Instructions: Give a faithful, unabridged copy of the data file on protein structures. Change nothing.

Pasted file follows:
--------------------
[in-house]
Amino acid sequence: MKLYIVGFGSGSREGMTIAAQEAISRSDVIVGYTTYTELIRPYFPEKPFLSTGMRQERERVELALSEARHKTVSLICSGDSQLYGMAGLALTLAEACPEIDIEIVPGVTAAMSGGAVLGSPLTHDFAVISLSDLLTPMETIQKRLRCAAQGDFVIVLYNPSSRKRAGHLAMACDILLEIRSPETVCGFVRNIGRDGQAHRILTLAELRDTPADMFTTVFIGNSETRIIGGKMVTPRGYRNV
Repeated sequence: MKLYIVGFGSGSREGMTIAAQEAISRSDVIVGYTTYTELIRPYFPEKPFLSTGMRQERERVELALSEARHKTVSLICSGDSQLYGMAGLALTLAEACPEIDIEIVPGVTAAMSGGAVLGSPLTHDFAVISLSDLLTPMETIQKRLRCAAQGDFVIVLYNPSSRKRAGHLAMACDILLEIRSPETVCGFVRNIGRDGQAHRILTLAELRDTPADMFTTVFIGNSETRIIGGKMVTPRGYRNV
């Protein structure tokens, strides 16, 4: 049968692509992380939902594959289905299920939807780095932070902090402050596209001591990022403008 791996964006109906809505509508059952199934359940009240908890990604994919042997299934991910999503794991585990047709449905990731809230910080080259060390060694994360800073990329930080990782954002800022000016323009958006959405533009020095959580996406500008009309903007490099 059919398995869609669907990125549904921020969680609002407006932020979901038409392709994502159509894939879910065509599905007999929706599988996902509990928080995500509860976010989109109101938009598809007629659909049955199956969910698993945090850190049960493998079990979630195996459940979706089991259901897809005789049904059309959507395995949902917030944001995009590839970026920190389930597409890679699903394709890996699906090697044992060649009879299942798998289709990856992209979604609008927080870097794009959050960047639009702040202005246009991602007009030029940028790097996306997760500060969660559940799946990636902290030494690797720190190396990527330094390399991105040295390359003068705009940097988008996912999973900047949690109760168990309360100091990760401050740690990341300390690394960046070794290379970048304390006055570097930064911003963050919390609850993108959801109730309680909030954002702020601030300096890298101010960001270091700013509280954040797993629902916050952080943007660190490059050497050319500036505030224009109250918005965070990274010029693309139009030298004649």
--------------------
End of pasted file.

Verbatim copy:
[in-house]
Amino acid sequence: MKLYIVGFGSGSREGMTIAAQEAISRSDVIVGYTTYTELIRPYFPEKPFLSTGMRQERERVELALSEARHKTVSLICSGDSQLYGMAGLALTLAEACPEIDIEIVPGVTAAMSGGAVLGSPLTHDFAVISLSDLLTPMETIQKRLRCAAQGDFVIVLYNPSSRKRAGHLAMACDILLEIRSPETVCGFVRNIGRDGQAHRILTLAELRDTPADMFTTVFIGNSETRIIGGKMVTPRGYRNV
Repeated sequence: MKLYIVGFGSGSREGMTIAAQEAISRSDVIVGYTTYTELIRPYFPEKPFLSTGMRQERERVELALSEARHKTVSLICSGDSQLYGMAGLALTLAEACPEIDIEIVPGVTAAMSGGAVLGSPLTHDFAVISLSDLLTPMETIQKRLRCAAQGDFVIVLYNPSSRKRAGHLAMACDILLEIRSPETVCGFVRNIGRDGQAHRILTLAELRDTPADMFTTVFIGNSETRIIGGKMVTPRGYRNV
């Protein structure tokens, strides 16, 4: 049968692509992380939902594959289905299920939807780095932070902090402050596209001591990022403008 791996964006109906809505509508059952199934359940009240908890990604994919042997299934991910999503794991585990047709449905990731809230910080080259060390060694994360800073990329930080990782954002800022000016323009958006959405533009020095959580996406500008009309903007490099 059919398995869609669907990125549904921020969680609002407006932020979901038409392709994502159509894939879910065509599905007999929706599988996902509990928080995500509860976010989109109101938009598809007629659909049955199956969910698993945090850190049960493998079990979630195996459940979706089991259901897809005789049904059309959507395995949902917030944001995009590839970026920190389930597409890679699903394709890996699906090697044992060649009879299942798998289709990856992209979604609008927080870097794009959050960047639009702040202005246009991602007009030029940028790097996306997760500060969660559940799946990636902290030494690797720190190396990527330094390399991105040295390359003068705009940097988008996912999973900047949690109760168990309360100091990760401050740690990341300390690394960046070794290379970048304390006055570097930064911003963050919390609850993108959801109730309680909030954002702020601030300096890298101010960001270091700013509280954040797993629902916050952080943007660190490059050497050319500036505030224009109250918005965070990274010029693309139009030298004649």